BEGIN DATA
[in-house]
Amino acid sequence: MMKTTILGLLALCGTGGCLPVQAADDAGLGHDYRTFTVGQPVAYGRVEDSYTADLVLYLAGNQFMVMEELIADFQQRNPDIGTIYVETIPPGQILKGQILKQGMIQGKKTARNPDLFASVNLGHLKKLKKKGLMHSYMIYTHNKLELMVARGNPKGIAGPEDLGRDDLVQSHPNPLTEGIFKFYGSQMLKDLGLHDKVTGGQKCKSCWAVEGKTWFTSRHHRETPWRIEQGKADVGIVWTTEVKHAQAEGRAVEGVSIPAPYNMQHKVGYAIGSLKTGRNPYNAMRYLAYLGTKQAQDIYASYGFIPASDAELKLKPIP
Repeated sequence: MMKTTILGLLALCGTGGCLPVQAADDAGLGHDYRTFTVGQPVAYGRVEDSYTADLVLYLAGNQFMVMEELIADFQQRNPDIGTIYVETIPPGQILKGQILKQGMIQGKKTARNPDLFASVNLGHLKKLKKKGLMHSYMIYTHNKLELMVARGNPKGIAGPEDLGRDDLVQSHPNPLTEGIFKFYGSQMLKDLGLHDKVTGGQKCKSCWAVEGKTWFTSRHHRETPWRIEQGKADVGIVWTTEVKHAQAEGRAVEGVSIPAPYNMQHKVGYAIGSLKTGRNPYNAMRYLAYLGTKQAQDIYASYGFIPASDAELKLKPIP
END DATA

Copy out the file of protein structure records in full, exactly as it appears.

[in-house]
Amino acid sequence: MMKTTILGLLALCGTGGCLPVQAADDAGLGHDYRTFTVGQPVAYGRVEDSYTADLVLYLAGNQFMVMEELIADFQQRNPDIGTIYVETIPPGQILKGQILKQGMIQGKKTARNPDLFASVNLGHLKKLKKKGLMHSYMIYTHNKLELMVARGNPKGIAGPEDLGRDDLVQSHPNPLTEGIFKFYGSQMLKDLGLHDKVTGGQKCKSCWAVEGKTWFTSRHHRETPWRIEQGKADVGIVWTTEVKHAQAEGRAVEGVSIPAPYNMQHKVGYAIGSLKTGRNPYNAMRYLAYLGTKQAQDIYASYGFIPASDAELKLKPIP
Repeated sequence: MMKTTILGLLALCGTGGCLPVQAADDAGLGHDYRTFTVGQPVAYGRVEDSYTADLVLYLAGNQFMVMEELIADFQQRNPDIGTIYVETIPPGQILKGQILKQGMIQGKKTARNPDLFASVNLGHLKKLKKKGLMHSYMIYTHNKLELMVARGNPKGIAGPEDLGRDDLVQSHPNPLTEGIFKFYGSQMLKDLGLHDKVTGGQKCKSCWAVEGKTWFTSRHHRETPWRIEQGKADVGIVWTTEVKHAQAEGRAVEGVSIPAPYNMQHKVGYAIGSLKTGRNPYNAMRYLAYLGTKQAQDIYASYGFIPASDAELKLKPIP